DENVER — It starts with the field.
The foundation to any football game is the ground upon which it's played.
The same holds true for the international kind of football that Americans know as soccer, and based on that tenet, the Broncos' home may soon host the best the world has to offer.
With representatives from FIFA in town on Monday, local luminaries including Broncos President and CEO Joe Ellis welcomed them and media at Empower Field at Mile High to put their best foot forward as the city hopes to become one of several hosts for the 2026 FIFA World Cup, which will be held across North America.
And that stadium — where more than 70,000 fans may flock to watch the world's best soccer teams go head to head — is the foundation of Denver's bid.
"It starts with the pitch, it starts with the stadium, and then we build all around that," said Victor Montagliani, president of CONCACAF [Confederation of North, Central America and Caribbean Association Football] and vice president of FIFA.
With the stadium's track record of hosting top-level American football games, recent CONCACAF games, concerts and other massive events, local officials said Denver should be a top candidate for one of limited spots across America.
"This stadium has hosted some iconic events in its 20-year history — AFC Championship games featuring the Denver Broncos; concerts including the Rolling Stones, Taylor Swift, Garth Brooks and U2, among many others; former President Barack Obama's acceptance speech at the Democratic National Convention; and this past June, this stadium was host to the U.S. Men's National Team's 3-2 victory over Mexico in one of the most exciting games in CONCACAF history," said Matthew Payne, executive director of the Denver Sports Commission. "There is magic in this stadium, and we think it will be an amazing venue to host World Cup soccer matches in 2026."
Denver is vying for the honor with 17 other candidates in America. In the original bid that FIFA accepted, the U.S. was intended to host three quarters of the matches; should that still be the case, America would get 12 host cities.
Boiling down what makes a successful host bid is hard to do, aside from having a great stadium and field. Population may not be a huge factor — "People will take whatever modes of transportation to get to that match to watch it and watch their country play in the World Cup," Montagliani said — but there are more pieces to the puzzle than just the field and population size.
"We look at the geographic spread," said Colin Smith, FIFA's Chief Tournaments and Events Officer. "Obviously, when you look at the footprint of US, Canada, Mexico, it's huge. I think it's the largest footprint we've had for a World Cup. One of the critical elements, again, is coming back to the teams. It's important that the teams are not crisscrossing such a huge territory, and we look at clusters and we look at how can we ensure that the teams are treated equally within the realms of possibility and travel distances are maintained to a certain limit. So that's where it's important that we have this spread of cities across the three countries — north, south, east, west — in order to ensure that. Obviously, that's from the player side. Then you have the fans, as well — obviously a critical component of any World Cup. And again, geographic spread is important — not only to tap into the resident communities that are present across the country but also to have those locations for fans traveling as well."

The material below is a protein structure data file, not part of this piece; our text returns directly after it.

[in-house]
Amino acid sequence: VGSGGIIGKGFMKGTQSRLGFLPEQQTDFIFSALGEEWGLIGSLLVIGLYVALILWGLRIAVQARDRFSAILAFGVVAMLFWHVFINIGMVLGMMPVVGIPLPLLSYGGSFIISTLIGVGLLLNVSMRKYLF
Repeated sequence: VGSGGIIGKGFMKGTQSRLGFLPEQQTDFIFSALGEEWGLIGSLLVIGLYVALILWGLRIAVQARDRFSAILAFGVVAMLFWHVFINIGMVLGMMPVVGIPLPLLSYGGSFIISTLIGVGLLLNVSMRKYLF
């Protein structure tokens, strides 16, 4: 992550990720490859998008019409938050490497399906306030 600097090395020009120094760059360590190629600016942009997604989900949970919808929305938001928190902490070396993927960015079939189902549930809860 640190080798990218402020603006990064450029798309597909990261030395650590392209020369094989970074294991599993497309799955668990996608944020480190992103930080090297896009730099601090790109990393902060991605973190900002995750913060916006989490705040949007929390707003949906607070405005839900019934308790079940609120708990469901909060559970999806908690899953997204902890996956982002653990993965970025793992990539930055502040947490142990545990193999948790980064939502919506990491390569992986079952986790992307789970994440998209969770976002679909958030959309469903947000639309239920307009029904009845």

But regardless of which cities come out successful in their bids, the longest-lasting impact may be evident in the people they inspire — like Tim Howard, the former Colorado Rapids goalkeeper who also participated in three World Cups.
"I'm supporting this host bid because I've seen what the power of a World Cup can do," Howard said. "I've seen the way it can galvanize communities. It can bring hope to kids. Particularly, the youth of our city and of our country. I was one of those kids. I'll take it back to 1994, the last time we hosted a World Cup, and I was 15 years old. I remember looking at these US Men's National Team players thinking, 'One day, I'm going to be them.' I didn't know how I was going to make it. I just decided this is what I wanted to do. And then, thankfully, three times — 2006, 2010 and then 2014 — I was able to represent my country in three World Cups. And when you're a young kid, no matter what club team you play, whether you play here in America or abroad, the one thing you want to do, beyond anything, is represent your country. And to do it in a World Cup is like nothing you've ever seen, it's like nothing you've ever felt. It's vibrant. It's the pinnacle of everything we do as players."
Howard, like the committee trying to bring the World Cup to Denver, hopes that children in this city — which "has my heart," he says — can be similarly inspired by world-class soccer in their backyard.
"We are poised and ready to make this the best World Cup and the best host city there has been," Howard said. "When I think about the fans, when I think about the passion — as I said, I spent four years here, this was my home. I've been to stadiums in this city that have been standing room only. We have more passion than I've ever seen. And this is why — even though I'm a kid from New Jersey — this is why I call it home."